Ballet Careers

Dancers & Dogs: Your New Favorite Ballet Collaboration

Saint Louis Ballet dancer Kaila Feldspausch and Angus. Photo Courtesy Dancers & Dogs.

Last March photographer Kelly Pratt Kreidich came up with an idea: to photograph dancers and dogs...together. "It all came to me," she says. "I wanted the images to look really clean, simple and lighthearted. And obviously, because it's dogs, kind of silly." And thus, Dancers & Dogs was born.

Based in St. Louis, MO Kreidich and her husband Ian are a husband-and-wife photography team known as Pratt and Kreidich Photography. Four years ago, just for fun, they started taking pictures of a couple of the dancers in the Saint Louis Ballet, and when the company was in need of a Nutcracker photographer, they were hired. Now the duo is responsible for all of SLB's marketing and performance photography. So when Kreidich came up with her vision, she naturally reached out to SLB for dancers. "The company was really receptive to it," she says. "They've even been letting us use their studios."

Finding dogs wasn't quite so easy. "We have certain requirements. They have to be able to sit and stay and behave nicely indoors," says Kreidich. She put out a call to all of her canine-loving friends, promising fine art portraits of the dogs alone if their owners let them pose with the dancers.

SLB dancers Elizabeth Lloyd with Lola and Trooper. Photo Courtesy Dancers & Dogs.


At shoots, the dogs end up leading the show. "We really work with their personalities," says Kreidich. "We go along with what the dogs are able to do and what they like to do. One was able to wear sunglasses, so we were like, 'well we've get to use that.'"

While this is just a pet project (no pun intended) for the Kreidich's, they're working to expand. While much of their following is on Instagram, they have prints are available for sale on their website, as is a 2018 calendar created in collaboration with SLB. But that's not at all. Next they're focused on photographing 100 dancers with 100 dogs, with the goal of creating a book a few years down the road. "We're hoping to expand to other companies in other cities, and also into other types of dance from contemporary to hip hop."


The Dancers & Dogs 2018 calendar. Photo Courtesy Dancers & Dogs.

Francisco Estevez, Courtesy Colorado Ballet Academy

When you're looking for a ballet program to take you to the next level, there are a lot of factors to consider. While it's tempting to look for the biggest name that will accept you, the savvy dancer knows that successful training has more to do with the attention and opportunities you'll get.

We put together a few of the most important things for dancers to look for in a summer or year-round training program, with the help of the experts at Colorado Ballet Academy:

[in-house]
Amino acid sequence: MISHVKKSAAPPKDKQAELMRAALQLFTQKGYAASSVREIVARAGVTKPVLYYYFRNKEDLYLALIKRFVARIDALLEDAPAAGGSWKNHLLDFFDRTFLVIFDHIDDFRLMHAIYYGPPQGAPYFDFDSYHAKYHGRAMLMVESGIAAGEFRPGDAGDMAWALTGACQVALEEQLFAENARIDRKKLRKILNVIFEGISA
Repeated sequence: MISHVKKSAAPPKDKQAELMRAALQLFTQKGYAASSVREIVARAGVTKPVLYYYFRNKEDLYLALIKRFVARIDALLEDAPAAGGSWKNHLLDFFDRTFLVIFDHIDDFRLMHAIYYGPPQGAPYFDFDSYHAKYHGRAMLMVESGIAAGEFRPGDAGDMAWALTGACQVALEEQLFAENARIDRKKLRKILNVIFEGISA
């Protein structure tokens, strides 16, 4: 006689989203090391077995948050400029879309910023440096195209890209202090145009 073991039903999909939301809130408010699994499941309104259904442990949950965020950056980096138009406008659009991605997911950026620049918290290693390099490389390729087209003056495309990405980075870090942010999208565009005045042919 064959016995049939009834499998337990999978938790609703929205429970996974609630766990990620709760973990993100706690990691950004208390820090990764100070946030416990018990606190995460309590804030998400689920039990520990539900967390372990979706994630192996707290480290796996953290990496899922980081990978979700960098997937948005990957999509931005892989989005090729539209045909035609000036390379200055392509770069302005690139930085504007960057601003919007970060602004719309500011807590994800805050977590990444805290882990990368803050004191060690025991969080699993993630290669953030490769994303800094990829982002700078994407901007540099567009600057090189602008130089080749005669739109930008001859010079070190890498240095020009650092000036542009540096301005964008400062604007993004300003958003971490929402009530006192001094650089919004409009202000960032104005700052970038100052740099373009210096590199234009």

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Sponsored by Ballet Arizona
Tzu Chia Huang, Courtesy Ballet Arizona

These days, ballet dancers are asked to do more than they ever have—whether that's tackling versatile rep, taking on intense cross-training regimens or managing everything from their Instagram pages to their summer layoff gigs.

Without proper training, these demands can take a toll on both the mind and the body. But students can start preparing for them early—with the right summer intensive program.

The School of Ballet Arizona's summer intensive takes a well-rounded approach to training—not just focusing on technique and facility but nurturing overall dancer growth. "You cannot make a dancer just by screaming at them like they used to," says master ballet teacher Roberto Muñoz, who guests at the program every summer. "You have to take care of the person as well."

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Ballet Careers
Lenai Alexis Wilkerson. Christopher Duggan, Courtesy Michelle Tabnick Public Relations.

This is one of a series of stories on recent graduates' on-campus experiences—and the connections they made that jump-started their dance careers. Lenai Alexis Wilkerson graduated from University of Southern California with a BFA in dance (dance performance concentration) and a political science minor in 2019.

As Lenai Alexis Wilkerson looked at colleges, she wanted a school that would prepare her for two totally different professions: dancing and law. "I knew, pretty much when I was 16, that I wanted to go to law school," she says. "So I wanted the opportunity to have a dual college experience, where I could have a conservatory training style within a university and I could focus equally on my academics." When she auditioned for the inaugural class of University of Southern California's Glorya Kaufman School of Dance, she knew it was the right fit.

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Courtesy School of Pennsylvania Ballet

While many of us are deep in Nutcracker duties, The School of Pennsylvania Ballet director James Payne has been looking further ahead, finalizing preparations for the school's summer intensive programs. In January, he and his staff will embark on a 24-city audition tour to scour the country for the best young dancers, deciding whether or not to offer them a spot—maybe even a scholarship—in the school's rigorous 5-week intensive focused on high-caliber ballet instruction. Though he'll be evaluating aspirants, he urges that as a student, you should be equally selective in choosing programs that could galvanize your training—and possibly even your career.

We got Payne's advice on strategizing your summer intensive plan before the audition cycle kicks in:

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